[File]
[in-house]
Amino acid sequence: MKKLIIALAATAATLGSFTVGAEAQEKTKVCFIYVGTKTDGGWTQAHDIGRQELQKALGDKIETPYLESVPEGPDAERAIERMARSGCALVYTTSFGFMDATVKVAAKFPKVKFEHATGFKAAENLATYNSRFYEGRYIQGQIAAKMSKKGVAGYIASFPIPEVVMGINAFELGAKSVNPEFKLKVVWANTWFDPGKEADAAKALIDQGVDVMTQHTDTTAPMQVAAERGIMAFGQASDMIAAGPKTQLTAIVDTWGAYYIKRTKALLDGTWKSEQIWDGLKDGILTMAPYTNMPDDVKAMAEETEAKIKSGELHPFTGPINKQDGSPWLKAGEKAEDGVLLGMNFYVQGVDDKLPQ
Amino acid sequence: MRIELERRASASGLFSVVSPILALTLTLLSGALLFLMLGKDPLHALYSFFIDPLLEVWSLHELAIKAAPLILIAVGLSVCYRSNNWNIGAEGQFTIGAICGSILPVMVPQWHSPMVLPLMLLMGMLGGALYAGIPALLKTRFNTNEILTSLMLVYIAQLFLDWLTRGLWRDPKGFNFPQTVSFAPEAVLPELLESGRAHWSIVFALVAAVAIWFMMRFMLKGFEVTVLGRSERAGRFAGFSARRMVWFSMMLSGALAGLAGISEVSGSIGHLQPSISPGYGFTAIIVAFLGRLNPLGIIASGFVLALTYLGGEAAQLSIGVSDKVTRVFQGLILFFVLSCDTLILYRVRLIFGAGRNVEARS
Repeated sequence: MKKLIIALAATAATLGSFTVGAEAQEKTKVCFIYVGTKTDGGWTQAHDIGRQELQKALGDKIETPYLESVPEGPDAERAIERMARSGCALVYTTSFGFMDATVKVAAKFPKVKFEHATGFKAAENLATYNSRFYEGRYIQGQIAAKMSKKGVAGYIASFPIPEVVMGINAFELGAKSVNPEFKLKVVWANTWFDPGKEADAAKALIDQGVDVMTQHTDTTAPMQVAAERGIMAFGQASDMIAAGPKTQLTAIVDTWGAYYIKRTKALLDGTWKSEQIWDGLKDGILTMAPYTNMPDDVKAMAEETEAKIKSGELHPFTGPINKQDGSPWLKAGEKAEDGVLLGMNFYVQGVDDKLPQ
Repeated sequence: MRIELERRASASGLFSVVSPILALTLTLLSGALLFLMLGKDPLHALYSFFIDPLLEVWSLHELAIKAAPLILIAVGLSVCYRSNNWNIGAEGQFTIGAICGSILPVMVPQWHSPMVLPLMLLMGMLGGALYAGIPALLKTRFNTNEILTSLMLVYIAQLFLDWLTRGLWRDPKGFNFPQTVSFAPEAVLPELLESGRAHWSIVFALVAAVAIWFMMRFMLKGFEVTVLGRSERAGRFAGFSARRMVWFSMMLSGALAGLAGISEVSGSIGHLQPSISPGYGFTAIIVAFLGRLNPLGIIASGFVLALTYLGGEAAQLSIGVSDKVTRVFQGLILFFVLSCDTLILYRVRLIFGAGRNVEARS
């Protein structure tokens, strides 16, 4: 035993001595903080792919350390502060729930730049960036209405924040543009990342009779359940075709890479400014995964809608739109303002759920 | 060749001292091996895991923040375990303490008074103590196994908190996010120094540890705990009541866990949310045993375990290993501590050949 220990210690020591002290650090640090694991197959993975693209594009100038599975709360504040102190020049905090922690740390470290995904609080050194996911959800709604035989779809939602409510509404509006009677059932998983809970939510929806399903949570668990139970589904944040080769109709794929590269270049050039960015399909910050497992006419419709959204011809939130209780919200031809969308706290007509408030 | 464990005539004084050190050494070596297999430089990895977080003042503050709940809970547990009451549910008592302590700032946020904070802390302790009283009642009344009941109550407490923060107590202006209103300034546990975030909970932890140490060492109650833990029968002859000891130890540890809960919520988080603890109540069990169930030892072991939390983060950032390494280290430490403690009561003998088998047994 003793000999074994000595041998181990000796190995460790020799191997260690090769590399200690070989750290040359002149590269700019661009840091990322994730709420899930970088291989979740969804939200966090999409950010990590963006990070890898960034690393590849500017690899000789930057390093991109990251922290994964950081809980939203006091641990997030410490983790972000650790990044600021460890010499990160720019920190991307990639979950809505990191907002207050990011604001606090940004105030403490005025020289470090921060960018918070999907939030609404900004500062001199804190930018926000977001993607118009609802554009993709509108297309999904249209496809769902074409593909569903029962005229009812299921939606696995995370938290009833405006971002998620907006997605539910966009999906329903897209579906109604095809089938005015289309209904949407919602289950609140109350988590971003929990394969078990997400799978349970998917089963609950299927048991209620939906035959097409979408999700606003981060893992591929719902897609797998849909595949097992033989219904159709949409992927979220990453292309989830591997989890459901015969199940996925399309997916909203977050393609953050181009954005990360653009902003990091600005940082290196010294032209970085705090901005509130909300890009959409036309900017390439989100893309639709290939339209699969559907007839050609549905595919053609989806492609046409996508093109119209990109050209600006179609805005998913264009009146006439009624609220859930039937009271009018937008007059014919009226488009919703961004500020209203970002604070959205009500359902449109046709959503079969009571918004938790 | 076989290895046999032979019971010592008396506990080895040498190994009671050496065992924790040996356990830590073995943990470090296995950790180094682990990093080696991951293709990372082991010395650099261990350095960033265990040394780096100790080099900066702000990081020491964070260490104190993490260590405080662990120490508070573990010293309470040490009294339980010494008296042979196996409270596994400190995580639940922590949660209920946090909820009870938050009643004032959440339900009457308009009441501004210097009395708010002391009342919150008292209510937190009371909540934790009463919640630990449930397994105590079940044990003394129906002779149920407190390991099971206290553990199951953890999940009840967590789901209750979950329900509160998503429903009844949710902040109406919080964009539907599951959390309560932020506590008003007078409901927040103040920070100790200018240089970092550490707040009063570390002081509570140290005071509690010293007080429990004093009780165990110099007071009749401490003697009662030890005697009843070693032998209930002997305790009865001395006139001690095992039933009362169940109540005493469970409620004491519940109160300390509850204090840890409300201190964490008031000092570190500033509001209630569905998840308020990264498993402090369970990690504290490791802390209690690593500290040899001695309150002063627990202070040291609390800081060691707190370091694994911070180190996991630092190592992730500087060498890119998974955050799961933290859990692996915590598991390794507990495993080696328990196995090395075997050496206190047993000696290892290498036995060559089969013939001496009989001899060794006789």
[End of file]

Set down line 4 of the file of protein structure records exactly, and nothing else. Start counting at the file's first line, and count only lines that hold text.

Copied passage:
Repeated sequence: MKKLIIALAATAATLGSFTVGAEAQEKTKVCFIYVGTKTDGGWTQAHDIGRQELQKALGDKIETPYLESVPEGPDAERAIERMARSGCALVYTTSFGFMDATVKVAAKFPKVKFEHATGFKAAENLATYNSRFYEGRYIQGQIAAKMSKKGVAGYIASFPIPEVVMGINAFELGAKSVNPEFKLKVVWANTWFDPGKEADAAKALIDQGVDVMTQHTDTTAPMQVAAERGIMAFGQASDMIAAGPKTQLTAIVDTWGAYYIKRTKALLDGTWKSEQIWDGLKDGILTMAPYTNMPDDVKAMAEETEAKIKSGELHPFTGPINKQDGSPWLKAGEKAEDGVLLGMNFYVQGVDDKLPQ